It is planned to launch a total of three satellites by 2025. Data from the Arktika-­M constellation supplemented by data from Elektro-­L satellites will ensure a quasi-­continuous coverage (coverage through short time intervals) of real-time weather conditions all over the globe.

After the launch, MOKB Mars will provide maintenance services for the satellites throughout their service life. “Sometimes it becomes necessary to control the operation of onboard systems and software from the ground. The most common situation is when solar flares cause interference with electronics,” Vladimir Sokolov, Chief Research Officer at MOKB Mars, explains.

Upper rocket stages

MOKB Mars also develops control systems for Briz-­M orbit insertion upper stages used on Proton-­M heavy-lift launch vehicles. The apparatus developed at MOKB Mars was installed on Express-­AMU3 and Express-­AMU7 telecom satellites launched last December.

Engineers adapt control systems for each launch, taking current conditions into account. For instance, they adapted the Briz-­M control systems for six alternative flight missions of the Russian-­European ExoMars program. The first mission, ExoMars 2016, controlled by the systems developed and manufactured at MOKB Mars was launched successfully and reached the Mars orbit. The European Space Agency, however, refused to participate in the program for political reasons, so the launch of a new mission scheduled for September 2022 was postponed.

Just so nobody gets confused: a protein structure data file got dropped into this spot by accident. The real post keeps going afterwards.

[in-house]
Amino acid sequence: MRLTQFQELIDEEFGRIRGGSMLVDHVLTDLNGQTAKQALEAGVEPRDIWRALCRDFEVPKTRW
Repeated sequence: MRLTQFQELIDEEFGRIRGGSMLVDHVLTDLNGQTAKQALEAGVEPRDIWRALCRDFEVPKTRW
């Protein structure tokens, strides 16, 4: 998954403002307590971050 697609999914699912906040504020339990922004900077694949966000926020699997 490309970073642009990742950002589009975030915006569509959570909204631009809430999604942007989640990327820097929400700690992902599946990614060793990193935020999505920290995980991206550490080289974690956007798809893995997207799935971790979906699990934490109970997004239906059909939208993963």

The primary scientific goal of the ExoMars missions is to search for signs of past life on Mars. To achieve this goal, scientists need to study the water and geochemical environments on the surface and in the soil, find and investigate sources and specifics of methane and other gasses on the Red Planet.